Berlin: Washington bankrolled Willy Brandt in an internal party tussle that the politician finally won before eventually becoming the chancellor of West Germany, according to a historian, Der Spiegel magazine reported Friday.
The Americans provided Brandt, then a Bundestag MP with 200,000 marks in the 1950s, Scott Krause said, citing the results of his research at the Berlin state archives.
The sum was equivalent to about a third of the annual membership subscription fees that Brandt`s Social Democrats received in Berlin, the magazine said.
Washington had picked Brandt because he favoured closer integration with the US, at a time when many in his Social Democratic Party were against the transatlantic alliance.
The historian however said that Brandt was not bought by the money to pursue closer ties with the US, rather, he had accepted it as he shared the vision of "a common political project" with Washington.
The financial help was disguised as an inflated price paid for two six-page inserts in the Berliner Stadtblatt newspaper, which Brandt edited, according to Krause`s research.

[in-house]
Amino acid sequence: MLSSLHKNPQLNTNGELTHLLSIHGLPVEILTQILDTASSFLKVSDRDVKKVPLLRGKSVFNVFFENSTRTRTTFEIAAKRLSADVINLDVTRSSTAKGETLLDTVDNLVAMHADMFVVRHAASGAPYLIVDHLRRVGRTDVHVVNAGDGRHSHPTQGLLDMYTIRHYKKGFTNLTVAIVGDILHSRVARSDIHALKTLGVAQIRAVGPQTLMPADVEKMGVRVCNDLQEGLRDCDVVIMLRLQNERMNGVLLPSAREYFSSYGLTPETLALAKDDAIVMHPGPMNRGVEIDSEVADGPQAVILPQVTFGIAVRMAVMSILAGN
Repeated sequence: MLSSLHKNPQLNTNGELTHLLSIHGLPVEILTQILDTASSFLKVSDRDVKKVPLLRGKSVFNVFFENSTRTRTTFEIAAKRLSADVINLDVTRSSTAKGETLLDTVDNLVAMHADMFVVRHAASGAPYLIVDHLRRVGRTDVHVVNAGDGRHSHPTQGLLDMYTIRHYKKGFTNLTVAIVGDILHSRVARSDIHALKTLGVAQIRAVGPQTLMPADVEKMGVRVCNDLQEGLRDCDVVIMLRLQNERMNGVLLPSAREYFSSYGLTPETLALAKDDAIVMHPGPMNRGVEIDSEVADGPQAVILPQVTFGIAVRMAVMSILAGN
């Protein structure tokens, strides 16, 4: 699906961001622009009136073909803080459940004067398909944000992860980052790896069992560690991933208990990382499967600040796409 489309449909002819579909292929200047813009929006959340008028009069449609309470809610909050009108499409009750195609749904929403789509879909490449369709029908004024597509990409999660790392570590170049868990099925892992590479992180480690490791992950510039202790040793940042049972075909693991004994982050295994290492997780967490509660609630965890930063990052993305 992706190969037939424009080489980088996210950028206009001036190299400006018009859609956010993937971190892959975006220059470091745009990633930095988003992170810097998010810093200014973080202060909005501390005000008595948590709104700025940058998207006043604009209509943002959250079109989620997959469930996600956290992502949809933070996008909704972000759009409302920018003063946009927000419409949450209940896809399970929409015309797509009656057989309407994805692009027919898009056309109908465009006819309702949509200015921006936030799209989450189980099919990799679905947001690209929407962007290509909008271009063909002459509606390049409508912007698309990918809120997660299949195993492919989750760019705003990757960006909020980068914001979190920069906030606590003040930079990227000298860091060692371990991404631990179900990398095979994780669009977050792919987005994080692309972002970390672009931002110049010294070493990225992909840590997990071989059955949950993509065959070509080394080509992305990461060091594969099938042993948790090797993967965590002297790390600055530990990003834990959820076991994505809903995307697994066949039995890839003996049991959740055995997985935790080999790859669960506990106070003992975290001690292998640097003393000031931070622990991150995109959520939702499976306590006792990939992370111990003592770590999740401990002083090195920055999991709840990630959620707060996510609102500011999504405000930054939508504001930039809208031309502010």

In the special inserts, Brandt and others promoted the Marshall Plan -- the US aid package to rebuild Europe after World War II.
Nevertheless, the US financial help was not pivotal to Brandt becoming leader of the SPD, as he lost the campaigns for the party top job twice after the payments, before finally securing it.
Rumours of US aid for Brandt had been swirling for decades, including in a Spiegel report in 1977 which also carried a denial from both the former West German leader and then US president Jimmy Carter.
Brandt, who received the Nobel Peace Prize in 1971 for his efforts to achieve reconciliation between West Germany and the nations of the Soviet bloc, served as West German chancellor from 1969 until 1974. He died in 1992.